EUR & CHF – EUR Set to Go Further Down to 1.04
The EUR/USD pair has bounced back from its recent low of 1.0450, but it could struggle to find enough buyers as it approaches the 1.0530/1.0550 range. The US dollar remains an unattractive sell, and there is currently no compelling narrative in the eurozone to counter the exceptionalism story in the United States. The recent sharp decline in eurozone retail sales in August further underscores this point.
The ability of the EUR/USD pair to maintain its position around 1.0500 is closely tied to the performance of the US bond market, which has seen some relief over the past two days. This relief might be due to the absence of significant US economic data yesterday, apart from jobless claims. However, there is a real possibility that the pair could face further downward pressure with the release of US payrolls data tomorrow.
On the domestic front, the eurozone economic calendar is relatively quiet today. However, there are scheduled speeches from several ECB speakers, including Joachim Nagel, Luis de Guindos, François Villeroy, and Philip Lane. Additionally, they will participate in a panel discussion alongside Ben Broadbent from the Bank of England and Anna Breman from Riksbank.
Riksbank made headlines recently when it prompted a short-lived rally in the SEK (Swedish Krona). The bank has asked the Swedish Debt Office to consider a slower phase-out of foreign currency exposure to avoid hindering the krona's revaluation. Sweden's foreign currency debt as a percentage of its total debt has decreased from 21% to just below 9% over the past year. FX swaps, which account for most of the foreign currency exposure, have seen a significant reduction from SEK 24 billion in November 2021 to SEK 1.3 billion as of March 2023.
The Debt Office plans to eliminate its foreign exchange exposure by the end of 2026, which is a relatively long timeframe for a relatively small residual amount. This suggests that the impact on the krona's value should be minimal. Even the Riksbank appears to acknowledge that there are limited direct implications for the exchange rate, but they expressed concerns about the divergence between their actions (buying SEK) and the Debt Office's actions (selling SEK). This highlights the increased attention the Riksbank has placed on the SEK and may imply that their FX hedging operations serve a dual purpose of risk management and supporting SEK appreciation.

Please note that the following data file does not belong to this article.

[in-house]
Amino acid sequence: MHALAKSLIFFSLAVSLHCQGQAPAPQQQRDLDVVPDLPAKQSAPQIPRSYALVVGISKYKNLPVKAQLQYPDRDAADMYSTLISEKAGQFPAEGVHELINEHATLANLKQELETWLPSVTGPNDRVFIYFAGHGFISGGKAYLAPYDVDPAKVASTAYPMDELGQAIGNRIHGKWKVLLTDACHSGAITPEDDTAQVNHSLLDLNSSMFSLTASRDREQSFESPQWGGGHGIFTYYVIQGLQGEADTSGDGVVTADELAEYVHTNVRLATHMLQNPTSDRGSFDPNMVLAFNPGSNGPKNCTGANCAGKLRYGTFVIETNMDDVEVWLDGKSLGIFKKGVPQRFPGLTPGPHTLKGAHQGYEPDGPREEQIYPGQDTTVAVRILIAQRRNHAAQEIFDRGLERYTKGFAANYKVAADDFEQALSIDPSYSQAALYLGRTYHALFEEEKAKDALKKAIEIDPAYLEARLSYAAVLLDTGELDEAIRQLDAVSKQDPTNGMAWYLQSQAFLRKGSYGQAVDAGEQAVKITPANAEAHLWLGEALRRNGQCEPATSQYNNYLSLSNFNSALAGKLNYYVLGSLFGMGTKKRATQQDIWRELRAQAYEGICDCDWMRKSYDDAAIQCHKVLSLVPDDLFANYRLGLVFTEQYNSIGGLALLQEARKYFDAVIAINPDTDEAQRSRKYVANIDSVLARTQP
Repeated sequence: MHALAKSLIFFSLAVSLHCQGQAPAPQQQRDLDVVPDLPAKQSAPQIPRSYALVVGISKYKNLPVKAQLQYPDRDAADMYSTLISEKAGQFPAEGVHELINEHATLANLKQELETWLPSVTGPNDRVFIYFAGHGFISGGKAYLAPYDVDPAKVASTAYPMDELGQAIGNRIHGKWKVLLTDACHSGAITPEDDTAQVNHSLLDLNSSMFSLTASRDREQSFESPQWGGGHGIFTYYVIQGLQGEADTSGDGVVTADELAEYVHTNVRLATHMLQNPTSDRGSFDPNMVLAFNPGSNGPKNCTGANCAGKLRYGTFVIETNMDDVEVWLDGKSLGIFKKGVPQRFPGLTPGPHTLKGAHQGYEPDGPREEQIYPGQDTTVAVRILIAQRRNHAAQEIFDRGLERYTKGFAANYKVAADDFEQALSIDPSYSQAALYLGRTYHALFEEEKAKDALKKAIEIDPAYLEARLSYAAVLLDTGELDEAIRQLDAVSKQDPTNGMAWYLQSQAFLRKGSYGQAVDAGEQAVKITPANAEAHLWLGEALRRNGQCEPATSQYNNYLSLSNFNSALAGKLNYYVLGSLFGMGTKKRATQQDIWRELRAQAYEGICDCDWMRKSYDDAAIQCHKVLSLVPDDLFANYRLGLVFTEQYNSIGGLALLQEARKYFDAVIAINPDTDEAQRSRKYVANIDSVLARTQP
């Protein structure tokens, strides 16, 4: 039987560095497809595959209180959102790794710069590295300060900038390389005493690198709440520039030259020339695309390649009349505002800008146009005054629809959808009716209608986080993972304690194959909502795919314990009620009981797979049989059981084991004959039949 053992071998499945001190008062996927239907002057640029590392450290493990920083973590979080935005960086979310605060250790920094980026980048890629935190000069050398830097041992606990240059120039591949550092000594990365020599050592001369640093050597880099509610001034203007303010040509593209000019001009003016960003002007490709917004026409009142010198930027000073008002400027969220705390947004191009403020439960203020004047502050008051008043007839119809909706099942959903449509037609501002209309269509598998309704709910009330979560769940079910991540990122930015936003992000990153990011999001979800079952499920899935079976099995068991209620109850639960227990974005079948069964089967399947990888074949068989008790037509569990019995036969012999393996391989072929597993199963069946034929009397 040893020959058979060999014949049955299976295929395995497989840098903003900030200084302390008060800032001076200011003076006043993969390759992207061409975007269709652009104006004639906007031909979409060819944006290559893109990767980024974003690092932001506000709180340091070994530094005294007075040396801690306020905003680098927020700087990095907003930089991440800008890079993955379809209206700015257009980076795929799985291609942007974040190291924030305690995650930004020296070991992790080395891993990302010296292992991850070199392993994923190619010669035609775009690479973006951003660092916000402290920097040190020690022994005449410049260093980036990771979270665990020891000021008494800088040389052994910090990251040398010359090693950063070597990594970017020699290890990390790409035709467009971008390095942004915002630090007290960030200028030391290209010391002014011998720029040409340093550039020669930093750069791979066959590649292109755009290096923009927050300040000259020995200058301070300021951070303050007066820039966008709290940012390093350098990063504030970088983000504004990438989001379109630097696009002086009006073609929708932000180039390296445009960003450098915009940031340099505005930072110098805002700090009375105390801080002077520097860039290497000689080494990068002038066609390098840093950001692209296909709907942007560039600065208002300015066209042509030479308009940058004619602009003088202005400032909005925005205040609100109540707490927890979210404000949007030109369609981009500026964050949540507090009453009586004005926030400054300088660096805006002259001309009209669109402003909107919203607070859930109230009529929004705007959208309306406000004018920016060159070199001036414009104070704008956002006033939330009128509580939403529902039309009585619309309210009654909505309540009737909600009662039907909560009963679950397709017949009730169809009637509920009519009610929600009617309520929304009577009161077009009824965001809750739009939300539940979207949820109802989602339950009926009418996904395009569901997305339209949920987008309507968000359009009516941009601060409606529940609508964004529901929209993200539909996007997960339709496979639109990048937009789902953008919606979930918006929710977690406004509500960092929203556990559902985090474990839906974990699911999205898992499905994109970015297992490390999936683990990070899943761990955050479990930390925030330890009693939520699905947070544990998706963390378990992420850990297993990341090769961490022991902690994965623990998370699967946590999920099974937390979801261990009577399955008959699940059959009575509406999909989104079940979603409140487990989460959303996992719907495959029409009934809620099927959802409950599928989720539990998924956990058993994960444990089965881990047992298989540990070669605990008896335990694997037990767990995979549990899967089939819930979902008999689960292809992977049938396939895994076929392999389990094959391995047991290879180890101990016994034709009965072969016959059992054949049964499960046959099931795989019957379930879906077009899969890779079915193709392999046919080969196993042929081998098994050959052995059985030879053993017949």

The first set of data on the Riksbank's hedging operations is expected at the end of this week or the next. It will provide insight into whether the Riksbank is indeed purchasing more SEK, potentially at higher exchange rates like USD/SEK and EUR/SEK. Given the Riksbank's apparent challenges in controlling the FX market, both currency pairs may continue to experience upward pressure in the current volatile risk environment.
EUR/CHF is continuing its downward trajectory following a spike to 0.97 in September, a move that coincided with the Swiss National Bank (SNB) maintaining its interest rates at 1.75%. This decline in EUR/CHF can be attributed, at least in part, to the ongoing intervention efforts by the SNB. The SNB has been actively intervening in the foreign exchange market to push up the nominal trade-weighted Swiss franc, aiming to counteract Switzerland's inflation differential compared to its trading partners. In essence, the SNB's goal is to maintain the stability of the real Swiss franc.
During the second quarter of 2023, the SNB sold CHF30 billion in foreign exchange as part of this intervention campaign, and they strongly hinted in September that they are prepared to sell even more. This commitment by the SNB to support the Swiss franc has contributed to making it the strongest currency among the G10 currencies this year. Given the likelihood of the US dollar maintaining its strength in the coming months, the SNB will likely need to further strengthen the Swiss franc by pushing EUR/CHF lower. This is why we anticipate seeing it trade back down to 0.95 in the coming months.
Additionally, factors that could aid in driving EUR/CHF lower include developments in European politics and the potential clash between the reintroduction of the Stability and Growth Pact and loose fiscal policies in southern Europe. These political and economic dynamics may put further pressure on the euro, thereby contributing to the downward movement of EUR/CHF.
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